Climbing styles in traditional climbing - soloing
Climbing without ropes or protection - known as free soloing - is perhaps the most dangerous climbing discipline. Leo comes down to earth with the bare facts.
Free soloing is perhaps the ultimate form of expression in climbing. With no ropes, no heavy equipment, and no margin for error, soloing provides a sensation of oneness with the rock and ease within oneself. It is, for many, unjustifiably dangerous and for some, highly addictive.
Although many climbers say that they only solo when they are in absolute control and well within their capabilities, the truth is that there are factors beyond their control determining their fate. The tiniest slip, a loose hold, or a drop of rain is all it takes. The soloist is constantly faced with the stark reality that the smallest of errors may result in death.
The soloist is constantly faced with the stark reality that the smallest of errors may result in death
But it is this stark reality that creates addictive attraction. The blatant jeopardy involved evokes feelings of command and mastery over life. Few sports can compete with the intensity of emotion. Who's to say how an Olympic gold medal can compare with a self-imposed near death experience?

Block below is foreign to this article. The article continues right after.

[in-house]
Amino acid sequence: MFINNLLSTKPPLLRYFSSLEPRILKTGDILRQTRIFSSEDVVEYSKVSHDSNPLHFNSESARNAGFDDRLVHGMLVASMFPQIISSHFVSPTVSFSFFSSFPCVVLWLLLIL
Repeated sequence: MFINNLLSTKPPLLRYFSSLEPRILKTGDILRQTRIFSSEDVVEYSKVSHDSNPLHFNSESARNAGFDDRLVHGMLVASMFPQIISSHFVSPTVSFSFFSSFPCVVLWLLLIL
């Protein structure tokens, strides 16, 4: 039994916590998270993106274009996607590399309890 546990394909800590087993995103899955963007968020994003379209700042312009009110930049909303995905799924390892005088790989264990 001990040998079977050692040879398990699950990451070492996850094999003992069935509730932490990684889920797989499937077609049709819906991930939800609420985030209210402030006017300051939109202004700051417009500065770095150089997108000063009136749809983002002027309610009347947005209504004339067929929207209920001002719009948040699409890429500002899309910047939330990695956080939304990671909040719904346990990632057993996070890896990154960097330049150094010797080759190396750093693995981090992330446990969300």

Following a particularly rewarding solo, the climber feels like a magician, on a higher plane of consciousness to ordinary man. The closer the scrape with death, the more intense the relief of survival. And herein lies the insidious horror of this courtship with doom. A narrow escape is too often followed by an eagerness to take things further, to attain the same high.
Why do it
Rationalising such an inherently dangerous pursuit is not possible. To risk your life to climb a certain piece of rock in a certain style is simply madness and incredibly selfish.
I leave you with the master's opinion, a blunt instruction from Joe Brown, 'Don't solo.'
People die soloing. Friends of mine have died soloing.
If you insist on experimenting with this lethally rewarding game, follow these few simple guidelines and you may live longer.
- Never solo a route just because somebody else did - peer pressure kills.
- Question your motivation. If you are doing this for anyone other than yourself, don't.
- If you have any doubt about it, forget it.
- Never be too proud to request a rescue.